Medications that can lead to eye issues fall in every arena. The most common negative results are dry eye, light sensitivity, and in more serious cases, optic nerve damage and loss of visual acuity. If these reactions begin to take place during the months that are often considered “allergy season”, it may be easy to relate them with allergy responses.

Eye allergies usually don’t come on their own. They’re often accompanied by sneezing, a scratchy throat, and a stuffy nose. The best way to confirm the cause? A checkup!


Contact us at one of our locations! Our team at Botwin Eye Group – Oculus Optical is here to help.

Sensitive Eyes & Cosmetics Guide

Putting makeup on is fun! It can also be considered one of the most relaxing and satisfying parts of getting ready… If it is being done on time, and not in a rush, which we can admit is pretty rare.

Of all the little mishaps that can take place during the getting ready process like, nicking your leg with a razor, or burning your arm with a curling iron, harming your eyes with cosmetics is a common mishap, too.

You might be surprised to read that everything from mascara to foundation and powder can have an effect on your eyes.

Allow us to guide you in what to look out for when buying and what to make sure of when using certain types of cosmetics.

Before You Buy:

List Out: Go ahead and take notes from influencer led social media videos, the newest products of your favorite brands and cosmetics that your friends and family members love.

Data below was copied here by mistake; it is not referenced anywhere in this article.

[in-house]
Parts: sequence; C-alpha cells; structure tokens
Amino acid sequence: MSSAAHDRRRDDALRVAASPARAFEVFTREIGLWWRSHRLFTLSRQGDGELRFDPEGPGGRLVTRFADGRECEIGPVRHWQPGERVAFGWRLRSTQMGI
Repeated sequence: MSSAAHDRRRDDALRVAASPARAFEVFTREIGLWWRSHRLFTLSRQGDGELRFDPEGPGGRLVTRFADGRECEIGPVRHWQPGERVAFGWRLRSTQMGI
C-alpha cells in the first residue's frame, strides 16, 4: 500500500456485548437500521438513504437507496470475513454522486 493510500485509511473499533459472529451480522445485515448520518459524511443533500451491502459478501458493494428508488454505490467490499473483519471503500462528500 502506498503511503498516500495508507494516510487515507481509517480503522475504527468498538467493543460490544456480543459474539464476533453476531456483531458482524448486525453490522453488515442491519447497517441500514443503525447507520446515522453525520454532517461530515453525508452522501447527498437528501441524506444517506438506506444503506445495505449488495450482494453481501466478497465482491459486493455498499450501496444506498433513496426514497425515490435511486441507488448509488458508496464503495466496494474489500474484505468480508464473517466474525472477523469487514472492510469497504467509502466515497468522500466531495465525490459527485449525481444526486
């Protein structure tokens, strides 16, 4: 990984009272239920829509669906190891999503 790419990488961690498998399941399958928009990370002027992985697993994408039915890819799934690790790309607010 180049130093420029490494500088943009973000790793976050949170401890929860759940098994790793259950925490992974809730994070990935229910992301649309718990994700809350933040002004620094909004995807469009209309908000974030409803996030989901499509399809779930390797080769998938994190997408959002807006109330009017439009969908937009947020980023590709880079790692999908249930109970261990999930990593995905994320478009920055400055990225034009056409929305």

Read Up: Don’t simply let the influencers, family, and friends easily influence your purchase decisions. There are still two steps to take. The next one? Read up on the list of product ingredients as some can lead to negative reactions to the delicate skin that helps safeguard your eyes.

Avoid These Ingredients

makeup palette

A few things to check for and avoid are parabens, phthalates, and fragrances. Otherwise known as “man-made” chemicals used to help preserve products, prolong their scents and the plastics they are packaged in. Keep in mind that these chemicals often are not simply listed as “parabens”, “phthalates”, and “fragrance”. These ingredients typically have more specific names in the ingredients list.

One of the easiest suggestions? Look out for products listed as paraben-free and fragrance-free, meaning they do not have any of those manufactured chemicals in the product recipe.

Try Before You Buy

We’re sure you’ve heard the term Try Before You Buy before. We agree, it is one worth following. Brands and stores will often provide samplers for certain products. Or you can always start your search for your personally best options by buying gift sets that house several different types of one cosmetic necessity like eyeliners or mascaras.

Give these picks a try and keep track of how your eyes and the skin around your eyes react before you transfer from testing out the snack-size product to investing in the king-size one.

While You Use:


Wash. Your. Hands: We know you know how important this step is and that it shouldn’t only apply after your toilet has been flushed. Anything that is left on your hands like facial serums or moisturizers can transfer onto other surfaces… This brings us to step number two…